Conversely, by targeting genes in the upper outliers of the transcriptional QST distribution, the “transcriptome scan” approach identified 16 cDNA clones (Table 1) representing the most likely genes for which transcription levels may have diverged between the two subpopulations as a result of directional selection in two contrasting habitats. Additional evidence for the role of selection in driving transcriptional divergence for 15 of those 16 genes (plus 9 others) comes from the results of Lande's neutrality test (Table 1). Transcriptional QST estimates for these genes were high (0.07–0.19, mean = 0.11), given the short time frame in which divergence is likely to have occurred between the two subpopulations. Transcriptional QST estimates for these genes were also all above the FST estimated between them using neutral markers. It is noteworthy that 62% of the genes identified as outliers have no known function, which suggests that selection acted on unpredictable targets. The other candidate genes identified with the transcriptome scan represented various functional groups (Table 1). Moreover, the differential transcription of some of these genes could potentially affect gene expression of other genes at different levels. Hence, the nucleolar RNA helicase II is a multifunctional protein that is notably implicated in rRNA biosynthesis and in the regulation of c-Jun-mediated gene expression (Yang et al. 2005). Pterin-4-α-carbinolamine dehydratase, apart from its role in tetrahydrobiopterin biosynthesis, is also known as a dimerization factor of the hepatocyte nuclear factor (HNF) 1 α, one of the master regulators of hepatocyte and pancreatic islet transcription (Resibois et al. 1999).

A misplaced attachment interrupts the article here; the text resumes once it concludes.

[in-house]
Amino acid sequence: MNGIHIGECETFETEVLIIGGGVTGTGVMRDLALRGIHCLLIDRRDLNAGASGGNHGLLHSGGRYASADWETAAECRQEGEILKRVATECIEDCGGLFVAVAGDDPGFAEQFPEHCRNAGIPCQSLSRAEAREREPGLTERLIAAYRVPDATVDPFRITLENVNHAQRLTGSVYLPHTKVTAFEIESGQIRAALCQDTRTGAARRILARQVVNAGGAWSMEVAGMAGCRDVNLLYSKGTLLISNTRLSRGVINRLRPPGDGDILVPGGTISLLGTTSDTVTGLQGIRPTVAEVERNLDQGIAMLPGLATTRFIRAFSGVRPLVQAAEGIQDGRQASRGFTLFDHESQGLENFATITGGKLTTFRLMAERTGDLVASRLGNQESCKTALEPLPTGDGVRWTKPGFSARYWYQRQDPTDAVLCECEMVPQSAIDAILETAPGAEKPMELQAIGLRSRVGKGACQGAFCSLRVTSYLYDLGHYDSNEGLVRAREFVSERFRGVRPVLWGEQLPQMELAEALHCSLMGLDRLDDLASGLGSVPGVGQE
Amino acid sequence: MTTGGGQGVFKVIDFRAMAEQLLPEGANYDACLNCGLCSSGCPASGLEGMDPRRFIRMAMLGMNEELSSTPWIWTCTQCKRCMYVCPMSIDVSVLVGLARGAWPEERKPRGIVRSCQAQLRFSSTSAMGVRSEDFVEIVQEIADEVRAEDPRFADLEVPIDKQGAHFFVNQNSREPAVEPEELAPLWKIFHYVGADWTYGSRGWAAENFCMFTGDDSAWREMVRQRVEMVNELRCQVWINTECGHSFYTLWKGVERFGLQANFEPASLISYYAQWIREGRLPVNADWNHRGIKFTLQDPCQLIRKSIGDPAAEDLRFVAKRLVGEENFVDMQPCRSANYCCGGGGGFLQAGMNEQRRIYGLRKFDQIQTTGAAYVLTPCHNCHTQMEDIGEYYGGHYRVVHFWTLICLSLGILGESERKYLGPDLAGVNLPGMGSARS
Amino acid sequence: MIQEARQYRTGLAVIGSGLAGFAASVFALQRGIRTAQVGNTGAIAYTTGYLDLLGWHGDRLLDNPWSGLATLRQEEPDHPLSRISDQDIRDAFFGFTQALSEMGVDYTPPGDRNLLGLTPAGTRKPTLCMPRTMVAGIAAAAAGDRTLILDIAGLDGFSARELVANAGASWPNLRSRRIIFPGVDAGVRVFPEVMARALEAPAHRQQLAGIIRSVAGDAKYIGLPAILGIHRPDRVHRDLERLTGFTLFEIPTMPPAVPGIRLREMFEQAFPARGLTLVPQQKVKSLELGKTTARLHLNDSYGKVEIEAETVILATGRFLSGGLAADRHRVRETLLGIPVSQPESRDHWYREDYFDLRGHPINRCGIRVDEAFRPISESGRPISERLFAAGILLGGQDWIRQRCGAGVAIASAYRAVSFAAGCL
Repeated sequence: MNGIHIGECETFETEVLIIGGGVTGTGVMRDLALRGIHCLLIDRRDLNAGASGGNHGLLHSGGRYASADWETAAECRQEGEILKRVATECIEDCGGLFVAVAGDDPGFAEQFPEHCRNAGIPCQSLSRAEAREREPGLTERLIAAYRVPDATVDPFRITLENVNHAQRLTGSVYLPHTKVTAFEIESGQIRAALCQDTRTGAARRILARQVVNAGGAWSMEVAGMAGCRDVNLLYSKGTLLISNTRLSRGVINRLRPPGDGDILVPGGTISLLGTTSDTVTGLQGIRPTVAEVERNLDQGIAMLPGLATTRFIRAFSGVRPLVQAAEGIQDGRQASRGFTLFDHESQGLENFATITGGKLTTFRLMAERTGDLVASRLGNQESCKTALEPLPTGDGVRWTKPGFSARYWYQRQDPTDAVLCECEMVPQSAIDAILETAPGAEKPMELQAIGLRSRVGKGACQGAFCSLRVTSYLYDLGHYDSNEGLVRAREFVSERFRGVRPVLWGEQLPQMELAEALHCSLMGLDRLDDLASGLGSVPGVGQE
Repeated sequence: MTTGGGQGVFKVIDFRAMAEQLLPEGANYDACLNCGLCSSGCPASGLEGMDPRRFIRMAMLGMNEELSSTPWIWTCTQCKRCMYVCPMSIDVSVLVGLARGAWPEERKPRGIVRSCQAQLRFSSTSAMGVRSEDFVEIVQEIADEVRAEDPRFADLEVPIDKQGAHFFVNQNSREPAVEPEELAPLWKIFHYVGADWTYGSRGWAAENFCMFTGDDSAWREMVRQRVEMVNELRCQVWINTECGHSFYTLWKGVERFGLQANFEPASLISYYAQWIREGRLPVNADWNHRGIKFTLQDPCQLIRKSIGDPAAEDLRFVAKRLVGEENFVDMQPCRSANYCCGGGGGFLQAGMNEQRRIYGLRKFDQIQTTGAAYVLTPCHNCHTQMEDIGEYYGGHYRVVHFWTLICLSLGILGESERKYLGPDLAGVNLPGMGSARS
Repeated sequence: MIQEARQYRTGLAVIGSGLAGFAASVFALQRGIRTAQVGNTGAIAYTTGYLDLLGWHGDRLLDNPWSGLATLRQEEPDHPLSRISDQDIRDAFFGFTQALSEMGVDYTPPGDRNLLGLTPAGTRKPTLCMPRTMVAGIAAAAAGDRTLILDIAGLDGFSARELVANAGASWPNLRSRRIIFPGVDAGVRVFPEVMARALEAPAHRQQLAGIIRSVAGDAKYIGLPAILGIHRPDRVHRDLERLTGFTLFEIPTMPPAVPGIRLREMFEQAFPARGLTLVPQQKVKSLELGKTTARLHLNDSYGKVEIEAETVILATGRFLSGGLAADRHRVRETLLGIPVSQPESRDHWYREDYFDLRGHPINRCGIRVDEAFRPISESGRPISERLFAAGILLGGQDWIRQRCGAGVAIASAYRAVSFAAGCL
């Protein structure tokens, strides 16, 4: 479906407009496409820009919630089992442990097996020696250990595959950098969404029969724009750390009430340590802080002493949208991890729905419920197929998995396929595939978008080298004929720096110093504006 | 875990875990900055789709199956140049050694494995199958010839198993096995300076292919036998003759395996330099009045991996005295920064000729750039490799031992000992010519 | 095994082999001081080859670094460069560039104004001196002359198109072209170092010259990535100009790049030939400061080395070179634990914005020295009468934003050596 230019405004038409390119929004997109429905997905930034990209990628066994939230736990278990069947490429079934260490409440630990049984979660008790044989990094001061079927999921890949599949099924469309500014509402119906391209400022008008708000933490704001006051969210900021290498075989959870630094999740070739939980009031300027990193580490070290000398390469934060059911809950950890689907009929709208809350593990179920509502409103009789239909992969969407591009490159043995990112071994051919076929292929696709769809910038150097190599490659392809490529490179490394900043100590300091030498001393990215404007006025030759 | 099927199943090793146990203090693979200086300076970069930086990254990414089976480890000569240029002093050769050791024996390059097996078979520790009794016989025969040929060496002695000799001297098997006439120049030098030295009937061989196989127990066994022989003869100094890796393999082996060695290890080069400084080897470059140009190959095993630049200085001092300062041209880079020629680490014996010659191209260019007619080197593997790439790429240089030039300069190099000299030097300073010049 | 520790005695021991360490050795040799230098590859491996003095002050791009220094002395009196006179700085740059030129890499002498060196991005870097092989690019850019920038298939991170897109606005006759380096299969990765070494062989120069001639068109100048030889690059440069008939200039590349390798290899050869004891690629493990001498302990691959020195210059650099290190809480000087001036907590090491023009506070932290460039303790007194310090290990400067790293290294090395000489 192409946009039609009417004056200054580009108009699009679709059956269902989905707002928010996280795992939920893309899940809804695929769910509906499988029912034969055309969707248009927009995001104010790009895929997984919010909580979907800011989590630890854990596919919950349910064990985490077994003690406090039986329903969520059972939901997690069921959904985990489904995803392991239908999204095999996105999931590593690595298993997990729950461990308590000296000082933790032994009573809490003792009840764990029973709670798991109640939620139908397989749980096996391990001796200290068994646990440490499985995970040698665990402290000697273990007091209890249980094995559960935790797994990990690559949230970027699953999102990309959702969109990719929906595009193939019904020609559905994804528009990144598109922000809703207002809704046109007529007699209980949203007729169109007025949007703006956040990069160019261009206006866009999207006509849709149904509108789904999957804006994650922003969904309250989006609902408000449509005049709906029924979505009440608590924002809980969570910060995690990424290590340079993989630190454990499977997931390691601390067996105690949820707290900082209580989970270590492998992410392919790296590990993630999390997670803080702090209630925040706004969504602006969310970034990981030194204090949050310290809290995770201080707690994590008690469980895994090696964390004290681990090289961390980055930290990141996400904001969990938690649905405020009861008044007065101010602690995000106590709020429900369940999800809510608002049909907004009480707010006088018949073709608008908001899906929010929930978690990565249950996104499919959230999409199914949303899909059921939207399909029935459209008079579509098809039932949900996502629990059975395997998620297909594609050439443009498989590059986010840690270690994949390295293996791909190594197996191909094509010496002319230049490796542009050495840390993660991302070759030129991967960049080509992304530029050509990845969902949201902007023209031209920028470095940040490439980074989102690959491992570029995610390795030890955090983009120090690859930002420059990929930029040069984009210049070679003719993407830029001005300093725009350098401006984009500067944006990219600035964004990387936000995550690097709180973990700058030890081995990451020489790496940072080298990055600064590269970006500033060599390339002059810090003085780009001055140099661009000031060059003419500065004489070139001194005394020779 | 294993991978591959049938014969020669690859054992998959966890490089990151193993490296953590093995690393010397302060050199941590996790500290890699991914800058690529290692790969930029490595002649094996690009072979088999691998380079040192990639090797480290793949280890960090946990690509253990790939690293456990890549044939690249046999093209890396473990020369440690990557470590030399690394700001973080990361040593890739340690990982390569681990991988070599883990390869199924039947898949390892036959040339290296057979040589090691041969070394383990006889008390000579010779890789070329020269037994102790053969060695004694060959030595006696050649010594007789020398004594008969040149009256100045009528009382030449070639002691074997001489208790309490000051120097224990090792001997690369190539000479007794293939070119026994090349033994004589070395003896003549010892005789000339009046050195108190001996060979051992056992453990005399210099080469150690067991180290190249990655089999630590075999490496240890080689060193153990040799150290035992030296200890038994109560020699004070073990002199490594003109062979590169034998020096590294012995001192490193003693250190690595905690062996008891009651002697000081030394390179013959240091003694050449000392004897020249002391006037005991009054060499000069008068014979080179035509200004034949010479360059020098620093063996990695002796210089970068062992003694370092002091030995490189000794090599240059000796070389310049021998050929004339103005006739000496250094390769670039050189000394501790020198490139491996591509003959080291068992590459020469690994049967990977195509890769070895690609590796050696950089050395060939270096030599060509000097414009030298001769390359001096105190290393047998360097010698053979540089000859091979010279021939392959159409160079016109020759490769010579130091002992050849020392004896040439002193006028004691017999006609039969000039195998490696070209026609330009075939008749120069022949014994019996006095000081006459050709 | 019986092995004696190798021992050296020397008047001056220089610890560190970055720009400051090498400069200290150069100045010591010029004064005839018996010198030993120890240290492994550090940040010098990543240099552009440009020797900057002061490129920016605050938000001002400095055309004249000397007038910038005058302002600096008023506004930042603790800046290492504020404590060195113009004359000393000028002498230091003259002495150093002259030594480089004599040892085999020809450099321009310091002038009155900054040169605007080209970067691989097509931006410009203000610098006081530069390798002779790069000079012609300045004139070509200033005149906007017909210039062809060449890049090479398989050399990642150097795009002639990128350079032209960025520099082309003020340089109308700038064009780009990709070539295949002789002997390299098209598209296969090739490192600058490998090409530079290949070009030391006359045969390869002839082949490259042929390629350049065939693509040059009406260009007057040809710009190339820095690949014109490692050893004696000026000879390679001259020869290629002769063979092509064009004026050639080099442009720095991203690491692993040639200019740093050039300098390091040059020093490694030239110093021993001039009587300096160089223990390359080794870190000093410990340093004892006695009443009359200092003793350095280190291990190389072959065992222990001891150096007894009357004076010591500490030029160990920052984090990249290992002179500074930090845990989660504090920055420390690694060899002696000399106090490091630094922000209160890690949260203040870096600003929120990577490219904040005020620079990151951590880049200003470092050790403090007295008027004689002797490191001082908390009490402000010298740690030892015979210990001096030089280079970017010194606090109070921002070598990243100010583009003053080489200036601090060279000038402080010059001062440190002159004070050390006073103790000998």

Between-subpopulations ANOVA and comparison with the results of the transcriptome scan and gene transcription heritability:
The between-subpopulations ANOVA identified 12 cDNA clones corresponding to genes for which the transcription level diverged between subpopulations, albeit apparently not necessarily through the effect of selection (Table 2). Except for a nucleolar RNA helicase II-coding gene, none of these genes overlapped with outliers identified by the transcriptome scan approach, and the null hypothesis of neutral evolution could not be rejected for any of them by Lande's test. Namely, these differences could be the result of six generations of phenotypic divergence in different parts of the Sainte-Marguerite River caused by genetic drift. Yet they still represent genes that potentially differentially affect several physiological functions between the two subpopulations. Of particular interest is the gene coding for nucleolar RNA helicase II, which both was significantly differently transcribed under a conservative significance threshold and exhibited substantial genetic variance in gene transcription between relative to within subpopulation (Tables 1 and 2).